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Thread: Heatsink skiving machine - GIF

  1. #1
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    Altair's Avatar
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    Heatsink skiving machine - GIF

    Heatsink skiving machine.




    Previously:

    Aluminum heatsink manufacturing - GIF
    Copper skiving machine - GIF
    Power skiving internal gear - video

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    johncg (May 5, 2021), KustomsbyKent (May 4, 2021), marksbug (May 12, 2021), mwmkravchenko (May 4, 2021), Sleykin (May 5, 2021)

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    Supporting Member Hoosiersmoker's Avatar
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    Can anyone explain this process and how the fins are all the same length when the available material is shorter and shorter as the process moves toward the edge of the material?

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    Ralphxyz (May 8, 2021)

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    Supporting Member Floradawg's Avatar
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    I see what you're saying. I don't know. It's a slow process. (unless the video is slowed down) Maybe that's why large heat sinks are pricey.
    Stupid is forever, ignorance can be fixed.

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    I don't think it's starting to cut from the far end of the part. It looks like it is placed on the surface and digs in to start.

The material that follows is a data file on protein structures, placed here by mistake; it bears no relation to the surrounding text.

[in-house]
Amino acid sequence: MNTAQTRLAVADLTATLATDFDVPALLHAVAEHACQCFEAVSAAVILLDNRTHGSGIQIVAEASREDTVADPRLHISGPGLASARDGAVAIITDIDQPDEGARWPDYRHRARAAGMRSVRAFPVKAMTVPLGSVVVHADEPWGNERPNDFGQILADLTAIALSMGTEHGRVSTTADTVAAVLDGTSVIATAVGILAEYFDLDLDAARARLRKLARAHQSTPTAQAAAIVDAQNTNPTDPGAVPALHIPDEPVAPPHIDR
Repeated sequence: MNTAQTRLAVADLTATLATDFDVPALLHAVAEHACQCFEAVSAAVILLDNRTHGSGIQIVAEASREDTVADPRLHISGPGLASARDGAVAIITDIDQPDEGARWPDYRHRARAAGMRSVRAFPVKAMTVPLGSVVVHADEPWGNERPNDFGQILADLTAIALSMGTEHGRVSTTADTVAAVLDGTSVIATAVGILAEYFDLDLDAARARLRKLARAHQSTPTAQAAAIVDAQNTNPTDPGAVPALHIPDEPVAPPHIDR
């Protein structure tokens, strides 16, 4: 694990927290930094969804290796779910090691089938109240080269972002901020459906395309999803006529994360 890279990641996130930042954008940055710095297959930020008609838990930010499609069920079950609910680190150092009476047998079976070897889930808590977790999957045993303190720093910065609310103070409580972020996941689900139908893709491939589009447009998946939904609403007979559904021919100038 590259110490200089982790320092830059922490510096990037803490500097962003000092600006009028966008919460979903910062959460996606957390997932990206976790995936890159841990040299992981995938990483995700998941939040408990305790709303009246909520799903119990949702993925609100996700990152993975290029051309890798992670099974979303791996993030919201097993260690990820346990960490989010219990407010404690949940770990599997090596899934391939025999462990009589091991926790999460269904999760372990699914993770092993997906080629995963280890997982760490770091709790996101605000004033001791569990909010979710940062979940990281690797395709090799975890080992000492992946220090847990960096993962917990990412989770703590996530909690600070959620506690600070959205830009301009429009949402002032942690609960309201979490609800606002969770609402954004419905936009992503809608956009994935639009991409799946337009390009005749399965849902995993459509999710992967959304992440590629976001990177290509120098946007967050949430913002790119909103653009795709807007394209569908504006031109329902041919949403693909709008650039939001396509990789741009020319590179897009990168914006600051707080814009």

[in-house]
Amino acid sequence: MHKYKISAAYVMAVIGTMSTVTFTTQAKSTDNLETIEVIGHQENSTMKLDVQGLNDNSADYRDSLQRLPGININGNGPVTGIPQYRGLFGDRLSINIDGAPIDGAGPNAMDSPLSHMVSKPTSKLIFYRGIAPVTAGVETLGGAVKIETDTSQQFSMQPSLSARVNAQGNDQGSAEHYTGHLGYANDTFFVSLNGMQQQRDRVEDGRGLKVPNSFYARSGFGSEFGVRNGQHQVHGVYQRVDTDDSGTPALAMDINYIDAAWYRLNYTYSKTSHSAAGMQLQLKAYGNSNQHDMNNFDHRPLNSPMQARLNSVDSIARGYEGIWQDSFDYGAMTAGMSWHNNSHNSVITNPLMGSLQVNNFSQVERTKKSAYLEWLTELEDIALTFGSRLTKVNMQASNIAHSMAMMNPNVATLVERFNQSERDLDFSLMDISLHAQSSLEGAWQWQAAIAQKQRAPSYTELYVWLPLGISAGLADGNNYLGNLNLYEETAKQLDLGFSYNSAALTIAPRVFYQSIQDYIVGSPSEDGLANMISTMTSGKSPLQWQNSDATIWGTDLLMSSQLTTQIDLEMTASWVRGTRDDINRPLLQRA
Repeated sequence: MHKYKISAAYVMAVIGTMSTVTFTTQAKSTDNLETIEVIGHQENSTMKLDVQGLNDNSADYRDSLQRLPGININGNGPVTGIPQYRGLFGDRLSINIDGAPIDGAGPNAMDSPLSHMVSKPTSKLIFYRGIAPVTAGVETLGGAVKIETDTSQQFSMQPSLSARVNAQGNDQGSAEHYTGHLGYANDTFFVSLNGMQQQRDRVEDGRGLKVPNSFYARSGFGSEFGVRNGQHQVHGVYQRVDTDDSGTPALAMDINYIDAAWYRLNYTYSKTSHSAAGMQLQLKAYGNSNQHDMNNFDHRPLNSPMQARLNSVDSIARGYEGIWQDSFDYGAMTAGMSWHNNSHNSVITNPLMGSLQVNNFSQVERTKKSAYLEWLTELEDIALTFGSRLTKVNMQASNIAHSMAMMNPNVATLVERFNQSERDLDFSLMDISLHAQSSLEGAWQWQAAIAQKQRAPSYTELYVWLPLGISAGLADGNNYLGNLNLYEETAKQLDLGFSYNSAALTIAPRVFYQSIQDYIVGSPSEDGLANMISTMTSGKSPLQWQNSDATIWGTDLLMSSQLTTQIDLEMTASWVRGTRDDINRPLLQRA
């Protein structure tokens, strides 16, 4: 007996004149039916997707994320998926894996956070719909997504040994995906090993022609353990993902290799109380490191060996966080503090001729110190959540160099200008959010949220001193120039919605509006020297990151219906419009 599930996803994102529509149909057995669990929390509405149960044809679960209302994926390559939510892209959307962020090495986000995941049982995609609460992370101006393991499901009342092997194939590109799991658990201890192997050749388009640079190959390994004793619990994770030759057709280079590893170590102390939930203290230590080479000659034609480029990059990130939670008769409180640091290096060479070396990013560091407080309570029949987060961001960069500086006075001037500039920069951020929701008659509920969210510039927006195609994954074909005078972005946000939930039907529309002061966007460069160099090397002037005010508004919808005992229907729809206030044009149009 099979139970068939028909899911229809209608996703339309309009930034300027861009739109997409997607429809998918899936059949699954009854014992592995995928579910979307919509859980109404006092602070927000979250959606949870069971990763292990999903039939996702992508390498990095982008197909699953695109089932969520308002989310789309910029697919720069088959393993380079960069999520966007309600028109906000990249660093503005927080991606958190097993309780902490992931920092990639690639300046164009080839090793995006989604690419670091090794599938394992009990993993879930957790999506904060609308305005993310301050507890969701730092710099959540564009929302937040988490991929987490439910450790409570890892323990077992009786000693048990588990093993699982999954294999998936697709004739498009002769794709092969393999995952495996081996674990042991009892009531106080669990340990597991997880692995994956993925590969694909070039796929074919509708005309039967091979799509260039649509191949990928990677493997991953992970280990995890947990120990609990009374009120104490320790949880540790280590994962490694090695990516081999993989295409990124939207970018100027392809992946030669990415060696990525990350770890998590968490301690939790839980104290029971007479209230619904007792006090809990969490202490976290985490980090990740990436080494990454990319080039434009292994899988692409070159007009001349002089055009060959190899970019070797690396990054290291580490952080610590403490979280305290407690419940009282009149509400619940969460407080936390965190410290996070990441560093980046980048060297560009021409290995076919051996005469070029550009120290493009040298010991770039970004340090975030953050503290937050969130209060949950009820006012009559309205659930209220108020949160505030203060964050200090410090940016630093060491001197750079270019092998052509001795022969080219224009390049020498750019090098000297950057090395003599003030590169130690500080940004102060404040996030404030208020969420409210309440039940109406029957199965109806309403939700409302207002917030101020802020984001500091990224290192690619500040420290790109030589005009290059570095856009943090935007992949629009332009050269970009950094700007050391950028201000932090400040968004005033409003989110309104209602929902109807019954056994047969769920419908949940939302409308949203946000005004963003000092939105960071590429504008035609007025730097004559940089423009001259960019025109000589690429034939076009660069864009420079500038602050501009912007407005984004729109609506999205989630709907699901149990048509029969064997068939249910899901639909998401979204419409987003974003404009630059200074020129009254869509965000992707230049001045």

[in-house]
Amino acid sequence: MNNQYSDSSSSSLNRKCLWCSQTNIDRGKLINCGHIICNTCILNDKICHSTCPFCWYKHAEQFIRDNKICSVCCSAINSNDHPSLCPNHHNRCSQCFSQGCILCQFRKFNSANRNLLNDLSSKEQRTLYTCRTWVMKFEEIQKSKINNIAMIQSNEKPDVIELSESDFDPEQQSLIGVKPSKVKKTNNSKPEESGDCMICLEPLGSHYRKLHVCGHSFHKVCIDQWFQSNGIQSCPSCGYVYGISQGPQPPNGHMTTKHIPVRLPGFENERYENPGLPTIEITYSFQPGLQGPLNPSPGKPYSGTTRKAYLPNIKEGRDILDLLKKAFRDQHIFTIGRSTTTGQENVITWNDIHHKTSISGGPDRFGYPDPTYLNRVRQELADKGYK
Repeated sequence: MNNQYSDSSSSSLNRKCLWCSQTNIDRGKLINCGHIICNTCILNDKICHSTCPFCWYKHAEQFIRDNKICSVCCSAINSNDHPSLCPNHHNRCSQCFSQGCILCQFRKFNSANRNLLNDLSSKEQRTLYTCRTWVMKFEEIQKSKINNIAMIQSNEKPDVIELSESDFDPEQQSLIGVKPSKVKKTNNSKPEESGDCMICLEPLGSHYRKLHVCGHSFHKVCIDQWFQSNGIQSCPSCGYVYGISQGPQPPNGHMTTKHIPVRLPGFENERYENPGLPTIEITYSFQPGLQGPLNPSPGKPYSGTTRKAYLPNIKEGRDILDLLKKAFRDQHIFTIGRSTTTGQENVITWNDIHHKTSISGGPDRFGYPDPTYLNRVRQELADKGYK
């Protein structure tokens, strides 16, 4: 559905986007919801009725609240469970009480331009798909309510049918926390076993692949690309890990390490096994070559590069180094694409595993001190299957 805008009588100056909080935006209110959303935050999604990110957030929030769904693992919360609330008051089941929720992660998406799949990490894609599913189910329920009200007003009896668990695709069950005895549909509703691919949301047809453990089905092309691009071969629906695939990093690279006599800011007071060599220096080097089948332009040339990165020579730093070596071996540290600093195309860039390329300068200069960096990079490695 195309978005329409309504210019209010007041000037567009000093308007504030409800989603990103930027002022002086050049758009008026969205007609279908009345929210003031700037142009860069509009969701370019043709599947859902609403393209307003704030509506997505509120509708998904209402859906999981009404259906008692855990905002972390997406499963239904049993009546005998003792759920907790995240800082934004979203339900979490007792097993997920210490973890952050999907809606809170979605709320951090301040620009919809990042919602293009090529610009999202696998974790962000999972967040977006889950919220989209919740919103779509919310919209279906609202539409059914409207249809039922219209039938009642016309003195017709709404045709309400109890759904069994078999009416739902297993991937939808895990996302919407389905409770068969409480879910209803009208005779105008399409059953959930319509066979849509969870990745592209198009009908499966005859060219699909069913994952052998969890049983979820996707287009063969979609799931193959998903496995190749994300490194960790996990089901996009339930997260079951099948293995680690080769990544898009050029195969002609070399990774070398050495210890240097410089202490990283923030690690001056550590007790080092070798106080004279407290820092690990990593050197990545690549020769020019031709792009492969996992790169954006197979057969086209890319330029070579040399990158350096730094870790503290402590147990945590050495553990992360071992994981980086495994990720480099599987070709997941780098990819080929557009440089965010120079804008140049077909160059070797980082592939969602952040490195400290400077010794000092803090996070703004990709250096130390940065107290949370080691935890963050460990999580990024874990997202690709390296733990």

The block then could be however long they need.
    It also looks like the fin length is shorter than the cut distance, material compaction making it shorter?
    The lifting of the fin to straight seems like a good place to crack off a fin and scrap the part.

    Obviously it works, wonder what material it is. Gotta be ductile and somewhat soft to cut like that.

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    Supporting Member mlochala's Avatar
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    What's with the starburst reflection at the top of the machine?

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    Ralphxyz (May 8, 2021)

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    Supporting Member schuylergrace's Avatar
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    Quote Originally Posted by Hoosiersmoker View Post
    Can anyone explain this process and how the fins are all the same length when the available material is shorter and shorter as the process moves toward the edge of the material?
    The skiving blade cuts downward as it moves toward the completed fins. So, the fins stay the same length because you are raising the same length of metal on that declined plane. Look closely, and you can see the angle on the side of the blank. Once they are done with the process, there's always a sort of triangular (from the side) piece of waste material that's cut off the end of the heat sink. To save on wasted material, the manufacturer may use long blanks and make multiple sinks by sawing apart the skived parts.

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    Supporting Member marksbug's Avatar
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    yes the cuts are the same length... but I have no idea they were made like this.



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